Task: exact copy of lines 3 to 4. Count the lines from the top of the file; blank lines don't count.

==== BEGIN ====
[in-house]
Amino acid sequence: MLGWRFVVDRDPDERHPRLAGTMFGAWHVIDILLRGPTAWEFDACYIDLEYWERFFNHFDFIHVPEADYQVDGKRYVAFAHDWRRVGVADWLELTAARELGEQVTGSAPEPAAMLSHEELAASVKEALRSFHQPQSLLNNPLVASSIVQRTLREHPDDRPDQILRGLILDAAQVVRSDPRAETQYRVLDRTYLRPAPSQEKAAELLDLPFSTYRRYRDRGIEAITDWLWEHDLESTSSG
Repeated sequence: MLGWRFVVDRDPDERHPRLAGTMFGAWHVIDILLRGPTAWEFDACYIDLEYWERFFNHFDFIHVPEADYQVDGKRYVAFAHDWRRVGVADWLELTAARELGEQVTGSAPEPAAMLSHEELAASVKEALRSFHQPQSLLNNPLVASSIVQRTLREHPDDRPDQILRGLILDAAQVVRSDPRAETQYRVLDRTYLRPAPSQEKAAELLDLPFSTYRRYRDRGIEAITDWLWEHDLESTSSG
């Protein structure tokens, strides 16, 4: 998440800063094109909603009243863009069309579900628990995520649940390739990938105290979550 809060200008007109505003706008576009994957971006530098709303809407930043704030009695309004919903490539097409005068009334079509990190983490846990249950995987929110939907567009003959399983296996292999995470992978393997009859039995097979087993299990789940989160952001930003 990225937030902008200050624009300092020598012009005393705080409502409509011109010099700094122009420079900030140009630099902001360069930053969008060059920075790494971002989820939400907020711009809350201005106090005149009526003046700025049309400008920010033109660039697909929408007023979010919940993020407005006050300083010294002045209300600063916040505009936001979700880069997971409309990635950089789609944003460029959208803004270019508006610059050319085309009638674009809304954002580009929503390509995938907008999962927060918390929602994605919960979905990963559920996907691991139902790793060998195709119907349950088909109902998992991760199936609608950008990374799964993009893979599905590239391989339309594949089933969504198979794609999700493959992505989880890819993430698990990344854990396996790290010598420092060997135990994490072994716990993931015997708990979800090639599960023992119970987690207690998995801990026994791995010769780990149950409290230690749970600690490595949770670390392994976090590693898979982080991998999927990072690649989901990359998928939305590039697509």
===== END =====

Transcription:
Repeated sequence: MLGWRFVVDRDPDERHPRLAGTMFGAWHVIDILLRGPTAWEFDACYIDLEYWERFFNHFDFIHVPEADYQVDGKRYVAFAHDWRRVGVADWLELTAARELGEQVTGSAPEPAAMLSHEELAASVKEALRSFHQPQSLLNNPLVASSIVQRTLREHPDDRPDQILRGLILDAAQVVRSDPRAETQYRVLDRTYLRPAPSQEKAAELLDLPFSTYRRYRDRGIEAITDWLWEHDLESTSSG
């Protein structure tokens, strides 16, 4: 998440800063094109909603009243863009069309579900628990995520649940390739990938105290979550 809060200008007109505003706008576009994957971006530098709303809407930043704030009695309004919903490539097409005068009334079509990190983490846990249950995987929110939907567009003959399983296996292999995470992978393997009859039995097979087993299990789940989160952001930003 990225937030902008200050624009300092020598012009005393705080409502409509011109010099700094122009420079900030140009630099902001360069930053969008060059920075790494971002989820939400907020711009809350201005106090005149009526003046700025049309400008920010033109660039697909929408007023979010919940993020407005006050300083010294002045209300600063916040505009936001979700880069997971409309990635950089789609944003460029959208803004270019508006610059050319085309009638674009809304954002580009929503390509995938907008999962927060918390929602994605919960979905990963559920996907691991139902790793060998195709119907349950088909109902998992991760199936609608950008990374799964993009893979599905590239391989339309594949089933969504198979794609999700493959992505989880890819993430698990990344854990396996790290010598420092060997135990994490072994716990993931015997708990979800090639599960023992119970987690207690998995801990026994791995010769780990149950409290230690749970600690490595949770670390392994976090590693898979982080991998999927990072690649989901990359998928939305590039697509």